On Groundhog's Day my mom & dad celebrated their 33rd anniversary. (Yeah, dad is stepfather but he essentially raised us so he's more like my dad in everything except blood.) But that's not what this post's about. On that day I asked my mom about their longevity. I asked her if there was one thing she could say that contributed most to the success of her marriage what would it be? Her response did not surprise me...in fact, a lot of what I've been reading lately about successful relationships (marriages), has what she said and it is stated rather prominently in these articles. She said that she & dad share most activities together--they love to do the same things: sailing, traveling, golf, etc. That their level of energy is very similar. And it's true--when I think back over the years, mom & dad have always been together doing something. The doing together. In fact, my mom had great role models too--my grandparents who were married forever (72 years!), did everything together as well. I'm pretty sure that my grandmother was not quite the fan of sailing as my very obsessed grandfather was (hmmm..I wonder where I got that gene?), but almost every weekend until she wasn't able, she was out there with him on the Chesapeake, often sitting, baking in the no-wind doldrums of a bay summer, dishing out a full-course luncheon. Or golfing, or traveling, or the many other activities that they did well into their 80s--together. They saw the world together--made sure that their grandchildren learned to want to try new things & took us everywhere--but usually it was the both of them--
I think that's rare now & perhaps that's why many folks have that disconnect after a while--they begin to lead very separate lives. One goes & sits on the sofa watching TV when the other wants to go out & go to see music--and so the pattern begins. The destruction of the partnership--the separation. Of course having children creates a way different paradigm but after the kids are old enough to have their own friends & arrange their own "play dates", well, then you have one another again. Do you embrace it or are your lives so separate that you can't retrieve the togetherness anymore?
My ex-husband & I were completely different--he, so NOT a sailor, loved to be on the computer ALL OF THE TIME & me, I just wanted to be out in the world--disconnect. At first I enjoyed playing computer games with him but then my true nature took over--I wanted to be out in the mix of the world not sitting & watching it go by while playing computer games or chatting online with people thousands of miles away that I'd probably never meet in person. It just never got any better & we could not retrieve our togetherness & after a while we just didn't try anymore. I think that happens a lot--we didn't really share the same activities when we got down to it. All I wanted to do was get out & sail as much as possible & he had NO interest in anything water-related--even the beach held little excitement for him. When the family would go to the beach, we all have a collective mental image of him sitting in the living room with his feet propped on the coffee table, reading a magazine for most of the time while we went off to the beach or walk in the town, or go to any other number of activities. For someone else, I assume his current wife, it is OK, for me, no way & thus contributed to the downfall of our relationship.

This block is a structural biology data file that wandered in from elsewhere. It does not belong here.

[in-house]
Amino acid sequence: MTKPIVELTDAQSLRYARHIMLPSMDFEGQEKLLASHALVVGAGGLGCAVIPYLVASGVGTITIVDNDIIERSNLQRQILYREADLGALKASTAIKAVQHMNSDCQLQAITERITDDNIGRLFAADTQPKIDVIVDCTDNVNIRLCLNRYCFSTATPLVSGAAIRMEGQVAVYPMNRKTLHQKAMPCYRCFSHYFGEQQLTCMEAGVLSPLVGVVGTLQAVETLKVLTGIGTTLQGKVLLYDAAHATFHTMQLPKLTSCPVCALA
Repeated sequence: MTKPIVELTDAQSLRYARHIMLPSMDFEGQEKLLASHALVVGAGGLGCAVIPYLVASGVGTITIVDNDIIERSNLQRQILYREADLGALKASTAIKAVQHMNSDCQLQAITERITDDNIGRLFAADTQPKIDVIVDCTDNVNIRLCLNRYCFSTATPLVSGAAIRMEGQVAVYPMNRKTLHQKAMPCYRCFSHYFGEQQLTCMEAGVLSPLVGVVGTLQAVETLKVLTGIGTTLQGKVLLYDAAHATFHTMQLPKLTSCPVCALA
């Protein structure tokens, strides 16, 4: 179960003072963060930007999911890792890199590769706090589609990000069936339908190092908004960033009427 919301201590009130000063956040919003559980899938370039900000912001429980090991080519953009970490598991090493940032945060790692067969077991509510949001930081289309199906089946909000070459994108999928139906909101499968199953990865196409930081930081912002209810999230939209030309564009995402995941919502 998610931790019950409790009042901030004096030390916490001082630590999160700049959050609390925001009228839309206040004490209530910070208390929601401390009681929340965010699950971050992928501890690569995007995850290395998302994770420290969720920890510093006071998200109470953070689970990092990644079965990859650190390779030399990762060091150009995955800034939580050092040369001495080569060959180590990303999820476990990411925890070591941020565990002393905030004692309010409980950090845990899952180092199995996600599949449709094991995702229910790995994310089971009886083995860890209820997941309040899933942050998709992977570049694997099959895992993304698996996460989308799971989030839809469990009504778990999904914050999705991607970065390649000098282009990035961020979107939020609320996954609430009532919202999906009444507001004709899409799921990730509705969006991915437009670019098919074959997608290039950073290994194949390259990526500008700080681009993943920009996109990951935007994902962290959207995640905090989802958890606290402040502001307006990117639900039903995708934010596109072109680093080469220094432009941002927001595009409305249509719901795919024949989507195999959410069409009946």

Yeah, you don't do everything together--my BFFs' husbands join us occasionally for a wine tasting, & they certainly do not go shopping with us, but many, many other activities are done together. I look at my friend's marriages & I also see them doing activities together--having been married for almost 20 years--and their's are successful as well. There are the bumps to be sure, but, they are out there--skiing, seeing music, camping, whatever--but it is together.
Ok, so what this all boils down to is of course how it relates to the relationship that I'm building--where do we sit on this? I have mentioned before that Xing Fu & I have a lot in common--we both love being out & about--last weekend seeing Dr. Dog at the 9:30 Club & enjoying Ethiopian at Etete right before the show, case in point. But one of the biggies, one that a friend of ours once said & I've been saying for a while myself is "Never date a non-sailor." We spend our summers sailing and our winters thinking & talking about it. It is part of that common ground--the activities that we do & what we love to do together--I think that bodes well for our future, together.